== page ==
Experience in Oral Cancer Reconstruction in a Tertiary Care Center of Nepal
Keywords:Free flaps, oral cancer, pedicled flaps, reconstruction
Oral cancer is one of the most common malignancies in Nepal. Most patients have locally advanced disease during their initial presentation, necessitating substantial resection and leaving significant deformity. Functional and anatomical restoration of these defects is crucial. This study analyzed the clinical presentation of oral cancer, surgical management, and encountered complications in the Nepalese context.
This was a single-center retrospective study of oral cancer reconstruction performed at Tribhuvan University Teaching Hospital, Kathmandu over four years period (September 2018 - September 2022). Demographics, clinical presentation, comorbidities, treatment, and complications were recorded and analyzed.
Out of the analysis of 36 cases of oral cancer, most of the patients were in the fifth decade of life with male to female ratio of 3:1. The most common primary site involved was buccal mucosa (38.88%). Twenty-two cases (61.11%) were in the locally advanced stage. Tobacco chewing was a common entity in personal habits. Surgery consisted of eighteen pedicled, sixteen free flaps, and five local flaps. Pectoralis major myocutaneous flap was the commonest flap performed (38.46%). The overall complication rate was 58.33%. Orocutaneous fistula was the commonest (22.22%). The partial flap loss occurred in 8.33% (15.1%) and the total flap loss occurred in three free flaps.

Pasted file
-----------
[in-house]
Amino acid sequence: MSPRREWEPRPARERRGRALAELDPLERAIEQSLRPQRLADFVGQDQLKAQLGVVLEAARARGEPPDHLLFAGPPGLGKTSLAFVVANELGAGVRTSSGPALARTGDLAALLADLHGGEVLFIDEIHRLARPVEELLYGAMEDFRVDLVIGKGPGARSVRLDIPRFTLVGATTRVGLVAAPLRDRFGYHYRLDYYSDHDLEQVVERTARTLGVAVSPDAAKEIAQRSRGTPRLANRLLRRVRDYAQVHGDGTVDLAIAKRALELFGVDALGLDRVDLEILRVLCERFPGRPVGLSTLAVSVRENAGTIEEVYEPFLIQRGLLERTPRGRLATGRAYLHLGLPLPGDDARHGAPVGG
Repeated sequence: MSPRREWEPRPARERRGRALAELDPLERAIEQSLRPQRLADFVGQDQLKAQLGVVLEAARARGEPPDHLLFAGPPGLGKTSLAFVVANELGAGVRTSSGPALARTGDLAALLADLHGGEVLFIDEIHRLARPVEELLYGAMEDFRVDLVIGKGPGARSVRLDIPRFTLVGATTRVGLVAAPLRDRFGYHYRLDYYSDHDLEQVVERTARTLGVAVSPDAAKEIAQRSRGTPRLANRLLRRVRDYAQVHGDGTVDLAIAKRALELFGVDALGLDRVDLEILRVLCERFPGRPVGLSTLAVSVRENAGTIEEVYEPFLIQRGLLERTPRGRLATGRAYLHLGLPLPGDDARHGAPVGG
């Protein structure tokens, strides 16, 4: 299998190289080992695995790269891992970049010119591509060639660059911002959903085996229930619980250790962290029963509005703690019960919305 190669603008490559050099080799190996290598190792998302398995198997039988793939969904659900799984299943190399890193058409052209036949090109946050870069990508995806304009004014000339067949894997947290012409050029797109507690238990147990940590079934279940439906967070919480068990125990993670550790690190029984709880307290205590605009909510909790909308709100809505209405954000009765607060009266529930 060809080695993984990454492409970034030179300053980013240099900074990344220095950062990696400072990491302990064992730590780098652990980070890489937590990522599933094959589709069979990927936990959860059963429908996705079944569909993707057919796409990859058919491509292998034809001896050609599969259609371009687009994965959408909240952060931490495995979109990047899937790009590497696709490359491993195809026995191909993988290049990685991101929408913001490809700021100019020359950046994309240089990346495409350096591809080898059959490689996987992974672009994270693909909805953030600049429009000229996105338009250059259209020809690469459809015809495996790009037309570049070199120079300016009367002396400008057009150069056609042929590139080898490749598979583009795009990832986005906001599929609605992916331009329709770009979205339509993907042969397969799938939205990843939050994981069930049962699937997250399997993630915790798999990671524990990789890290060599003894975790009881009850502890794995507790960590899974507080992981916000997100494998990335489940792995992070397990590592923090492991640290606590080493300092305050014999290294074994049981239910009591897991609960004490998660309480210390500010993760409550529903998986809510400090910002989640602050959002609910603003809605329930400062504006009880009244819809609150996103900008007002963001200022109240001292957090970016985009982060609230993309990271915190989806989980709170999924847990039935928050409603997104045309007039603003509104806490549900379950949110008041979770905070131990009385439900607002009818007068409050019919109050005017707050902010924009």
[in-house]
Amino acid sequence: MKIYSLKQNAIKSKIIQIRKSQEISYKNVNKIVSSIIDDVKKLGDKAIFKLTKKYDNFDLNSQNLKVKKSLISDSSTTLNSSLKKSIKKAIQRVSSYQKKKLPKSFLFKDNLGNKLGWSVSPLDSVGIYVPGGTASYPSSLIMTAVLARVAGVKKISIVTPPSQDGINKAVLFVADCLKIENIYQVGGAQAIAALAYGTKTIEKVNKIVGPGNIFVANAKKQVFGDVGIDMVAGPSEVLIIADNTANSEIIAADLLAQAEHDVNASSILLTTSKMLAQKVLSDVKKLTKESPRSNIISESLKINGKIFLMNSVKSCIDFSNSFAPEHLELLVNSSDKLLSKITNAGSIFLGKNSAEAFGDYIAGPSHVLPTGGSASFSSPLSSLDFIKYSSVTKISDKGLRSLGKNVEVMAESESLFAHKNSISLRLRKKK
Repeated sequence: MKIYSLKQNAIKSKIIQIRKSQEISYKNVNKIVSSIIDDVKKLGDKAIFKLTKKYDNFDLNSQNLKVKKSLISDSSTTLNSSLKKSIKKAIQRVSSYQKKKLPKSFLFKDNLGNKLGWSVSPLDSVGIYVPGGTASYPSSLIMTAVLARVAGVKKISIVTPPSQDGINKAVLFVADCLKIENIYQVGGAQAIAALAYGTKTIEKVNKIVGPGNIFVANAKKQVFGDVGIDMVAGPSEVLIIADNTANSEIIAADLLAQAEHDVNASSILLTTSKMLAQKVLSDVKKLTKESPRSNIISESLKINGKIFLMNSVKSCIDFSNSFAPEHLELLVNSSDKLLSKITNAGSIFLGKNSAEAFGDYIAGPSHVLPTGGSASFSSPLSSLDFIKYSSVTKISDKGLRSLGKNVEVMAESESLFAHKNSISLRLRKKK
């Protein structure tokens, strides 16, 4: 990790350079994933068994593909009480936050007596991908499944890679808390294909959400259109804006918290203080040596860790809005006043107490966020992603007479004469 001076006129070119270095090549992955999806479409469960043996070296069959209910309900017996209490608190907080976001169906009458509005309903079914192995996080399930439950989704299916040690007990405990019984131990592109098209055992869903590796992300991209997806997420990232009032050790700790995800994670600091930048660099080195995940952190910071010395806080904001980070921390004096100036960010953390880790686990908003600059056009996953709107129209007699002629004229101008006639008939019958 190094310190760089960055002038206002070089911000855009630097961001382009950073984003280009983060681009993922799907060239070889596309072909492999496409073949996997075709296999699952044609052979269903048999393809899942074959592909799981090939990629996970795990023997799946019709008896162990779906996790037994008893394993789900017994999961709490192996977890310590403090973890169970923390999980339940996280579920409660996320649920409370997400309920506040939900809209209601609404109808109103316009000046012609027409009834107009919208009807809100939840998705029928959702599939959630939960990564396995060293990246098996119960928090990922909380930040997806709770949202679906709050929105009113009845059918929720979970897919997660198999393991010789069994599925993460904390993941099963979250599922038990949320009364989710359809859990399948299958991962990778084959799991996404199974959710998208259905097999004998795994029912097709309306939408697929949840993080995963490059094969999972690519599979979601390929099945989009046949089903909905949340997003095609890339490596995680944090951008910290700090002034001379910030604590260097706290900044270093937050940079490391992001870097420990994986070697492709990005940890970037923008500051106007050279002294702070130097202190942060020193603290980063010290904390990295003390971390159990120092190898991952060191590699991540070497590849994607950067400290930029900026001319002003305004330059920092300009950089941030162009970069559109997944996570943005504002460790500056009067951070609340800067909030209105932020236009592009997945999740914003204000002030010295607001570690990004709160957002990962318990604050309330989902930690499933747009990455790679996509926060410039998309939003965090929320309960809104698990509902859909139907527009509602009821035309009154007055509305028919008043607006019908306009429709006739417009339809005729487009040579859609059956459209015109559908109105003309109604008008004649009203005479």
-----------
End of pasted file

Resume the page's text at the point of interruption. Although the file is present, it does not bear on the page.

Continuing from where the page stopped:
The difficulties experienced in OC reconstruction were high complication rates, multiple redo surgeries, and extended hospital stays. Despite these challenges, all of our patients were released from the hospital with stable wound coverage. Furthermore, the study will provide a platform for a better understanding of the oral cancer reconstruction scenario in the context of Nepal.
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